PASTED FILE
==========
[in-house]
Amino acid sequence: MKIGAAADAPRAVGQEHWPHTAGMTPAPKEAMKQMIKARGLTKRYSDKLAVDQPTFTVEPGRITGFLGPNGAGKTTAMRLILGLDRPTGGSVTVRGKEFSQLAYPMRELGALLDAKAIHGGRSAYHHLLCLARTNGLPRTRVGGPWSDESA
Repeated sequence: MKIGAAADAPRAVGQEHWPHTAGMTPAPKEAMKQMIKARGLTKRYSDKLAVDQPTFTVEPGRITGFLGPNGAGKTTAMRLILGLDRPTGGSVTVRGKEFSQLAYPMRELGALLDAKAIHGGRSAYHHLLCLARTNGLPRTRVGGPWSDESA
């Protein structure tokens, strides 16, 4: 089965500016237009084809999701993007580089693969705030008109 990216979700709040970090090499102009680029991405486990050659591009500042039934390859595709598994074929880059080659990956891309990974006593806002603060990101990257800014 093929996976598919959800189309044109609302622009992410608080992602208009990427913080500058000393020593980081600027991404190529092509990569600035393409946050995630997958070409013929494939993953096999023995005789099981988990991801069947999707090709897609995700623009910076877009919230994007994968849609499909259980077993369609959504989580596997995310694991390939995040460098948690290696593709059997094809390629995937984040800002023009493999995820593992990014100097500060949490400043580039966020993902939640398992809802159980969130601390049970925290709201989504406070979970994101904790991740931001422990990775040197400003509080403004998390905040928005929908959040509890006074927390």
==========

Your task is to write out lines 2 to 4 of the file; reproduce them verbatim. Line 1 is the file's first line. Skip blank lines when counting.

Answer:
Amino acid sequence: MKIGAAADAPRAVGQEHWPHTAGMTPAPKEAMKQMIKARGLTKRYSDKLAVDQPTFTVEPGRITGFLGPNGAGKTTAMRLILGLDRPTGGSVTVRGKEFSQLAYPMRELGALLDAKAIHGGRSAYHHLLCLARTNGLPRTRVGGPWSDESA
Repeated sequence: MKIGAAADAPRAVGQEHWPHTAGMTPAPKEAMKQMIKARGLTKRYSDKLAVDQPTFTVEPGRITGFLGPNGAGKTTAMRLILGLDRPTGGSVTVRGKEFSQLAYPMRELGALLDAKAIHGGRSAYHHLLCLARTNGLPRTRVGGPWSDESA
């Protein structure tokens, strides 16, 4: 089965500016237009084809999701993007580089693969705030008109 990216979700709040970090090499102009680029991405486990050659591009500042039934390859595709598994074929880059080659990956891309990974006593806002603060990101990257800014 093929996976598919959800189309044109609302622009992410608080992602208009990427913080500058000393020593980081600027991404190529092509990569600035393409946050995630997958070409013929494939993953096999023995005789099981988990991801069947999707090709897609995700623009910076877009919230994007994968849609499909259980077993369609959504989580596997995310694991390939995040460098948690290696593709059997094809390629995937984040800002023009493999995820593992990014100097500060949490400043580039966020993902939640398992809802159980969130601390049970925290709201989504406070979970994101904790991740931001422990990775040197400003509080403004998390905040928005929908959040509890006074927390």